Ethiopia was never colonised, maintaining it's independence during the "scramble for Africa" until the Italian military occupation which was achieved through the use of mustard gas, Italian and colonial manpower, and superior firepower.
During this period, the Italians merged the country with Eritrea and Italian Somaliland to form Italian East Africa and despite continued guerilla attacks, Abyssinia (as Ethiopia was called then) was not able to relinquish itself of Italian control until the allies pushed them out with the help of colonial troops.
The modern capital, Addis Ababa, is situated in the foothills of Mount Entoto at an elevation of around 2,400 metres (8,000 ft), and experiences a healthy and pleasant climate year-round.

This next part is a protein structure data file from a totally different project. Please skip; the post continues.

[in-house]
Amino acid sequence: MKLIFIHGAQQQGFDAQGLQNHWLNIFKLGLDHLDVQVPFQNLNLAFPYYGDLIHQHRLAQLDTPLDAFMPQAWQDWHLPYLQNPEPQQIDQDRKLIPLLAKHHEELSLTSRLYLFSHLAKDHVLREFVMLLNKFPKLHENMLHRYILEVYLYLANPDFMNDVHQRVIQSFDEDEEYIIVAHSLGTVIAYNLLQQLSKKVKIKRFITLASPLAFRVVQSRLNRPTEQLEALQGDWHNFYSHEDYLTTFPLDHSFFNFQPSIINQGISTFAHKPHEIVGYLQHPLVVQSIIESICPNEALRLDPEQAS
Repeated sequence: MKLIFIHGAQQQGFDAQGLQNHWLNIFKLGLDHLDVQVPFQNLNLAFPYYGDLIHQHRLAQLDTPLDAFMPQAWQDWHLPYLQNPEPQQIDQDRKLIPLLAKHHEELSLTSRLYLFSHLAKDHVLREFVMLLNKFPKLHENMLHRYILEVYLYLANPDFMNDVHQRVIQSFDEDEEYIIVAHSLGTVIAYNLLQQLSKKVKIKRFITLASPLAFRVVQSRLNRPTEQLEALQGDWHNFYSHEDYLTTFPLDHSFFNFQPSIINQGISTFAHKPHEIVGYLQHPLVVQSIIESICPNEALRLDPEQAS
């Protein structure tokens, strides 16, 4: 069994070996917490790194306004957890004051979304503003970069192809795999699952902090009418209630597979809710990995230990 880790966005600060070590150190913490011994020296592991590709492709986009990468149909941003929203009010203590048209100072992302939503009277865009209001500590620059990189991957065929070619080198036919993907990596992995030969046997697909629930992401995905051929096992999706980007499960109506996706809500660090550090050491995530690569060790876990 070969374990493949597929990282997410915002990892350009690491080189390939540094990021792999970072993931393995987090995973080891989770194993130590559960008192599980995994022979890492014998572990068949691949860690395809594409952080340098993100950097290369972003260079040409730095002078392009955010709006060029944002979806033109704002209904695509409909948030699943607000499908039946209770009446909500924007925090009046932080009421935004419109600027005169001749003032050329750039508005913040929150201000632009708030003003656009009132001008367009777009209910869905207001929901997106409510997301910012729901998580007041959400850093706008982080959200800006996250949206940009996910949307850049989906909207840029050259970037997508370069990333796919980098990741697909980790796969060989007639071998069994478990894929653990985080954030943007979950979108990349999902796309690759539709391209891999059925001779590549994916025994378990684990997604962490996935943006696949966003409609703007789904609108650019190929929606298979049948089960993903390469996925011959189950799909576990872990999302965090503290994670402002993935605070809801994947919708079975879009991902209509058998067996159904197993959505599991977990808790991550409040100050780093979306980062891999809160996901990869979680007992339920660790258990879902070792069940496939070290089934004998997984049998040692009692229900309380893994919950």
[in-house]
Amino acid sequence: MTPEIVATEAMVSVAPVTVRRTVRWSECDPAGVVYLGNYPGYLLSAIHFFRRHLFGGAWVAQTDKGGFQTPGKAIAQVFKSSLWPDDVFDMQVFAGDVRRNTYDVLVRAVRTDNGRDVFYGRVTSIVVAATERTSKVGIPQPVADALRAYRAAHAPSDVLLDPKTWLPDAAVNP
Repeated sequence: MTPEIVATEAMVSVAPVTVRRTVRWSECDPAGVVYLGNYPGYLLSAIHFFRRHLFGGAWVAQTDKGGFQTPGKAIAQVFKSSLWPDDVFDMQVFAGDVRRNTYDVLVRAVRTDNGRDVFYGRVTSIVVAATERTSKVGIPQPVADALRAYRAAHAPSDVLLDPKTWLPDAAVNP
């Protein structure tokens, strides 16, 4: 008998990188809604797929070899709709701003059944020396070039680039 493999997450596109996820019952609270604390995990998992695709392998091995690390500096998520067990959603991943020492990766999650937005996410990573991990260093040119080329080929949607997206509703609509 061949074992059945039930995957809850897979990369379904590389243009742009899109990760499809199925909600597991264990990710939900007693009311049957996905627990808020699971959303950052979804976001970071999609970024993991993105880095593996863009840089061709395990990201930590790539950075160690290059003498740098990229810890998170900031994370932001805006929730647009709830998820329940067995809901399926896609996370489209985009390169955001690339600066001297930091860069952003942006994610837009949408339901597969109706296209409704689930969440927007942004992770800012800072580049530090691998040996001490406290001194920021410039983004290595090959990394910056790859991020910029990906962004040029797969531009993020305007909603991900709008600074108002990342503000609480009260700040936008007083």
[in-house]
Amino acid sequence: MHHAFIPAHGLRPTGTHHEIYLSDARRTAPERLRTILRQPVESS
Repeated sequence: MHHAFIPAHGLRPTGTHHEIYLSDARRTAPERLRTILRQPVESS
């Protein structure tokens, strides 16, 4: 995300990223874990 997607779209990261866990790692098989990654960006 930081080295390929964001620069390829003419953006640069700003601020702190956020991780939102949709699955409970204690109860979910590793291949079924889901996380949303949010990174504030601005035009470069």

With such temperatures, the seasons in Addis Ababa are largely defined by rainfall, a dry season from October to February, a light rainy season from March to May, and a heavy rainy season from June to September.
It has long been an intersection between the civilizations of North Africa, the Middle East and Sub-Saharan Africa.
Ethiopia is one of the oldest countries in the world.
In the long and disturbed history of the African continent, Ethiopia remains the only country which has never been colonised (except for a brief occupation by Italy during World War II).
The town of Dallol, in the Danakil Depression in this eastern zone, has the world's highest average annual temperature of 34°C (93°F).
A high plateau with a central mountain range divided by the Great Rift Valley, arid low lands in the east and lush riverine lowlands in the westernmost parts.